“This project is surrounded on all sides by property that this commission and this county has zoned, and permitted and allowed to be developed as rural residential. You cannot make the findings that you are required to make for the ConnectGen permit in this location,” he said.
Supporters of the project argued that the benefits it would bring to the county would outweigh any potential downsides. They said the county needs the tax revenue, which would benefit schools especially. Many said they were excited to participate in an effort to diversify the economy, develop renewable energy and mitigate climate change.
Rancher Nancy Bath argued that Edwards’ interpretation of the law would in fact violate private property rights.
“The real issue began when all the subdivisions sprang up around the county. That’s contributed a lot to the problem,” she said. “You’re welcome for the view that we have provided for all of these years. I hope that you enjoyed it. You assumed that you owned it, but that’s not the case.”
Landowner Terry Cammon said he and his family deliberated for more than a year before deciding to lease their property to ConnectGen.
“Producing and making available clean, affordable, secure energy for the United States is a huge issue, and wind has to be a part of it,” he said.
Art Sigel urged the commission to approve the project and let it get underway.
“I would say that Rail Tie is the sort of opportunity that comes along once in a generation,” he said.
Taylor Norton said Albany County ought to take advantage of its wind resources and be part of the future of energy development.
“It has been one of my profound frustrations that there aren’t any wind farms in the immediate vicinity, because it’s such a no-brainer,” he said.
Nate Martin said the county budget needs the tax revenue such a project would bring in, and there aren’t other ways to generate that money.
“I think it’s a pretty good plan, and I think most of the people in Albany County agree with me,” he said.
Laramie High School freshman Addison Forry said she felt compelled to speak out after listening to several meetings.
“I’m proud we’re doing something as a community to solve energy problems,” she said. “We have the resources to create energy, and the county commission should support this application and all the benefits that it brings to our community.”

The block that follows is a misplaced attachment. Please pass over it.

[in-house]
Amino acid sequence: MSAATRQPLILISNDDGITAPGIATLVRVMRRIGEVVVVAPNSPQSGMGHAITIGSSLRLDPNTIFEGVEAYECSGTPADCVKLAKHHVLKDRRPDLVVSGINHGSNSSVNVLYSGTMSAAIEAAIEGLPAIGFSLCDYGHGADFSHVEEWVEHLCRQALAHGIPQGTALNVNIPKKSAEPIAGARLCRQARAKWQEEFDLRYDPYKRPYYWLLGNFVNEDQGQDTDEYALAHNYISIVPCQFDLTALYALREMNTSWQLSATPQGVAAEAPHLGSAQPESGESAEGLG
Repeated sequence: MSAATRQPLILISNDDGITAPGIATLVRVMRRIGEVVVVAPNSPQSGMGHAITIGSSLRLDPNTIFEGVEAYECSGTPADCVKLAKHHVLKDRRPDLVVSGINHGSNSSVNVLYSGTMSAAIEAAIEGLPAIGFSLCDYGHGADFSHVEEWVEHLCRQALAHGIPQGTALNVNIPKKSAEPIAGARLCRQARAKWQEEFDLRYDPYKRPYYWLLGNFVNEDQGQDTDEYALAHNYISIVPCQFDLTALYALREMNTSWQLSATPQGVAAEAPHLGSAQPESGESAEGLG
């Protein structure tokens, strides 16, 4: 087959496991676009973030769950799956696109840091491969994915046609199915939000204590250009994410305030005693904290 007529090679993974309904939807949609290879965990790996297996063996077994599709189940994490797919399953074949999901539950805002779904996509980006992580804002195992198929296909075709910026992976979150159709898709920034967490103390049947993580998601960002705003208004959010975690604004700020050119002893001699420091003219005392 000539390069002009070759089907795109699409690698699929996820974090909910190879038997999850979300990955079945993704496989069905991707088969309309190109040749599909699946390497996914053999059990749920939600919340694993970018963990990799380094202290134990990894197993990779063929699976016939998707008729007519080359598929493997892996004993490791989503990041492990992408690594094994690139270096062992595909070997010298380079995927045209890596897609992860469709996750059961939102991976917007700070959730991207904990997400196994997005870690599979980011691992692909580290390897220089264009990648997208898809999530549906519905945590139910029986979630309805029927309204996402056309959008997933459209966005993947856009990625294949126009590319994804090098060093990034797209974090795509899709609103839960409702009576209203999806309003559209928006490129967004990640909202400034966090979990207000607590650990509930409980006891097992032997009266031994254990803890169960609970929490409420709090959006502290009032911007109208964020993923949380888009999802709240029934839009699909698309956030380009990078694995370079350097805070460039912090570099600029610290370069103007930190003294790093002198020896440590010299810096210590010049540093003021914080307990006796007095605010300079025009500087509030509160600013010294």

Kelly Schroder said the project area has already seen significant development, which makes it a good spot for wind energy.
“I’m excited about this project,” she said. “I feel like it’s a step in the right direction for our community.”
Rancher Mark Eisele said wind development has been very positive for his family, his livestock and local big game.
“We have more elk, deer and antelope than we’ve ever had before,” he said. “I think the residential areas and subdivisions are pushing them down to us.”
Patrick O’Toole said opponents of the project are exaggerating potential dangers, and the county doesn’t have the luxury of considering aesthetics.
“If we want Albany County to remain the poorest county in the state, I say that we should reject this project,” he said.
According to Wyoming Statute, the Board of Commissioners has 45 days to make a decision for or against ConnectGen’s application once the public hearing has taken place. Gosar said the final decision would likely be made during one of the commission’s upcoming regular meetings.
Ibarra said she personally wasn’t ready to make a decision at 11 p.m. Tuesday and requested time to look over her notes and ask more questions.
Gosar urged audience members and listeners to be gracious and compassionate to each other as fellow citizens, remembering that the outcome would be a win for some and a loss for others.
“I want to thank you for proving that we can have passionate discussions but still maintain our dignity and respect for one another,” he said. “However this decision goes, we’ll all have to live next to each other for the foreseeable future.”